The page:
On a Jewish prayer and an Arab melody

The Yedid Trio in action – ‘It’s a homage to both Arab and Jewish culture.’ A Jewish prayer and an Arab melody are not typically found in the same piece of music. But Yitzhak Yedid and his new trio are …

The Yedid Trio in action – ‘It’s a homage to both Arab and Jewish culture.’ A Jewish prayer and an Arab melody are not typically found in the same piece of music. But Yitzhak Yedid and his new trio are not exactly typical musicians.

In fact, Yedid, a 33-year-old Israeli, has been hailed as one of the most original composers on the international music scene today. And his new ensemble, The Yedid Trio – scheduled to perform in New York, Washington, Baltimore and Canada this month – reflects that assessment.

It features two Jews and an Arab playing a highly unusual combination of instruments: there is Yedid himself on piano, fellow Jerusalemite Ora Boasson on double bass and Mikhail Maroun on oud. Boasson is lead contrabassist of Jerusalem’s Israel Camerata Orchestra, while Maroun, an Arab from the Druse town of Ussifiya in northern Israel, is co-founder of the Oriental Music Department of the Hebrew University’s Rubin Academy of Music, where he also teaches the oud, a middle eastern lute considered to be the quintessential instrument of the Arab world.

The idea of forming a mixed Jewish-Arab ensemble came from a suggestion of a music critic. “At first, it sounded artificial to me,” recalls Yedid, “until I found Mikhail (Maroun) – and now this collaboration is the most natural thing in the world.”

The composition that Yedid has written – a five-part suite for piano, contrabass and oud to premiere this month – is the fruit of this new collaboration. “The piece expresses the idea of a mix of worlds in the most natural way. Arab culture finds expression through the oud, Jewish prayer is heard through the contrabass, and it is all expressed in the form of contemporary Western composition,” says Yedid, who grew up in a religious Jewish home of Middle Eastern origin.

“It’s a homage to both Arab and Jewish culture – not only through the piece itself, but through the players,” Yedid told ISRAEL21c.

Yedid, who studied with acclaimed Amercian pianists Paul Bley and Ran Blake at the New England Conservatory in Boston, has performed solo in major festivals across Europe and North America, and has numerous recordings including a duet with Bley. A review in the jazz bible Downbeat described Yedid as ‘the quintessential cross-genre artist. He is a wonderful storyteller, a composer and a musician of the highest caliber.’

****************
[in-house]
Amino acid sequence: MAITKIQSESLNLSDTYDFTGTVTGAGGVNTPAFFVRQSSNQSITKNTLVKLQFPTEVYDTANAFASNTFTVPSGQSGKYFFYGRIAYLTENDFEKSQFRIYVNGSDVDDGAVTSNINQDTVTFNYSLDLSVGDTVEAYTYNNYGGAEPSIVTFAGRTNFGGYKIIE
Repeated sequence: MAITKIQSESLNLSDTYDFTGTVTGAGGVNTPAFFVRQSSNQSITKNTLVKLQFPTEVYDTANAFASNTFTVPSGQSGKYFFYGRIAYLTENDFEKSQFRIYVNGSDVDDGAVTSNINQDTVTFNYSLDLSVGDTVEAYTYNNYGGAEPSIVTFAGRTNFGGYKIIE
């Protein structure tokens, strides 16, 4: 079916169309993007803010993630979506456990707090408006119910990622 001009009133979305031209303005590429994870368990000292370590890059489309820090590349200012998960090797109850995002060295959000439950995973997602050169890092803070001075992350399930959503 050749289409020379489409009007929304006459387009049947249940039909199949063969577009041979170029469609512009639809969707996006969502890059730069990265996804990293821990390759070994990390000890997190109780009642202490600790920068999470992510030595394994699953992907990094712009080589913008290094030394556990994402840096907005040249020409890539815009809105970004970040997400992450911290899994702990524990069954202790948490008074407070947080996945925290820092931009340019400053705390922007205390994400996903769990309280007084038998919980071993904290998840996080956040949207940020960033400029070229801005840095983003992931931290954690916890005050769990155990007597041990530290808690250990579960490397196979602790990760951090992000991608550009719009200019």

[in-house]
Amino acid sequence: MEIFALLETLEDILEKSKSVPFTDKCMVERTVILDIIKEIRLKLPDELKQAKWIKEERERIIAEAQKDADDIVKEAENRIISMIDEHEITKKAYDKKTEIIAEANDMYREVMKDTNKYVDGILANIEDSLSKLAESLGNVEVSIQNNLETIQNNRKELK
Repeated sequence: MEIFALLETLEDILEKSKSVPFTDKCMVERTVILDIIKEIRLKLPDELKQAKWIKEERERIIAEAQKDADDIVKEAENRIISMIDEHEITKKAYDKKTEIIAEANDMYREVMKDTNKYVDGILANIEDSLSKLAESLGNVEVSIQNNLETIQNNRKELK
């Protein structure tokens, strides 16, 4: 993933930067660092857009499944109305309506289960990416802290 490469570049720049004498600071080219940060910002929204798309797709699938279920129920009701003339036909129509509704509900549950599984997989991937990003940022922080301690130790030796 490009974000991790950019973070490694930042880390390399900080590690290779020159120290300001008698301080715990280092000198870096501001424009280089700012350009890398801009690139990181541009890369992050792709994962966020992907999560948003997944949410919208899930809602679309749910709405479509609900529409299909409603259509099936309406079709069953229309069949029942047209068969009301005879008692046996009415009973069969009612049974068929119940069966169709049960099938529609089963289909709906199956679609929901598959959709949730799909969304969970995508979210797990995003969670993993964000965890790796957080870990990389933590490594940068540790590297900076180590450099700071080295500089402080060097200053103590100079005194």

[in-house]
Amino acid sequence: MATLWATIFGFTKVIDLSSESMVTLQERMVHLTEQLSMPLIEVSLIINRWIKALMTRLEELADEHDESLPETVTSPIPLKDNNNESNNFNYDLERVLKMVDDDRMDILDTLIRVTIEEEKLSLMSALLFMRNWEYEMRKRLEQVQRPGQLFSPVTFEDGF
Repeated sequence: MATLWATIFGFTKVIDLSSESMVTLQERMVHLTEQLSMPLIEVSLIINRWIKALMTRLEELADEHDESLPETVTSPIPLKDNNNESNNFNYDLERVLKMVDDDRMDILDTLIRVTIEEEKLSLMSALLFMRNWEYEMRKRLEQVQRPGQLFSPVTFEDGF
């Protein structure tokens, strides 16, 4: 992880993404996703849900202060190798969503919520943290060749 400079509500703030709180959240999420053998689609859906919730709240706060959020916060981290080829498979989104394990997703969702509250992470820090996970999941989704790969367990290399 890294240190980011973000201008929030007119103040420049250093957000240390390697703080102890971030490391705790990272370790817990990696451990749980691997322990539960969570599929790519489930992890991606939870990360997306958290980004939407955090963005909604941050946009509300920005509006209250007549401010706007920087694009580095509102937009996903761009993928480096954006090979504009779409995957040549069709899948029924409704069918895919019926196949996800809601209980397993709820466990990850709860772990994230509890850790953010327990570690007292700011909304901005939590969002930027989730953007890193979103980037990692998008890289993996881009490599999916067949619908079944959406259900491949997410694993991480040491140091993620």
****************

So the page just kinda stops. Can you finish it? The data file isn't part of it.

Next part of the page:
Yedid is quick to deflect such praise, preferring to shine the limelight on his musical partners. In his case, it’s more than just words. It’s also an approach reflected in the freedom he gives musicians to not only improvise a piece, but compose parts of it.

“For me the musicians are a very central part of the creation,” he explains. “I believe a piece should sound different every time because of the mark of the musicians. This is a different approach than that of many fine composers who write their compositions down to the last detail and forbid the musicians from changing a thing. I often ask my musicians to write a part of the composition or develop an idea.”

Yedid’s compositions are also distinguished by what he calls a need to “bring worlds together.”

“I believe music should reflect all colors – classical, jazz, East and West because I’m tied to all of those. It’s not easy to find musicians who can do all that – they need to be able to read classical music, but also improvise, and be able to perform many different genres.”

Yedid has been peforming with 29-year-old Boasson for some seven years. The two met while studying at the New England Conservatory and have since recorded five CDs together.

The collaboration with Maroun, 36, started only this year. Most oud players can improvise, but can’t read music, notes Yedid. However, Maroun has a solid background in classical guitar, enabling him to perform both Western and Eastern music.

“Because Mikhail has such a wide range, I am able to write very ambitious pieces for the oud,” says Yedid, who feels connected to Arab music and culture since his father hails from Syria and his mother, from Iraq.

In fact it’s that mix of influences – from hassidic to Middle Eastern – that he relishes and finds in Jerusalem, where he was born – and lives today. At one point, Yedid had the chance to make his permanent home in Boston, where he was studying. Instead he chose to cut short his graduate studies and return to Jerusalem.

“This is where I find my inspiration,” he explains. Some of those feelings are given expression on his latest CD, recorded with Boasson, entitled: Homage to Jerusalem: Passion and Prayers.

New England Conservatory of Music critic Abby Rabinvotz wrote of Yedid’s music: ‘Deceptively simple, he reaches out to the listener and touches a place deep within. Drawing from his Israeli roots, Yedid creates haunting modal melodies which weave their way through rich, sometimes surprising, harmonic tapestries. Jazz Classical and Middle Eastern images are juxtaposed. There is a sense of shifting universes, a dreamlike state where one emotional landscape flows into another.’

The Yedid Trio performs in New York, Washington and Baltimore from September 18 through 25.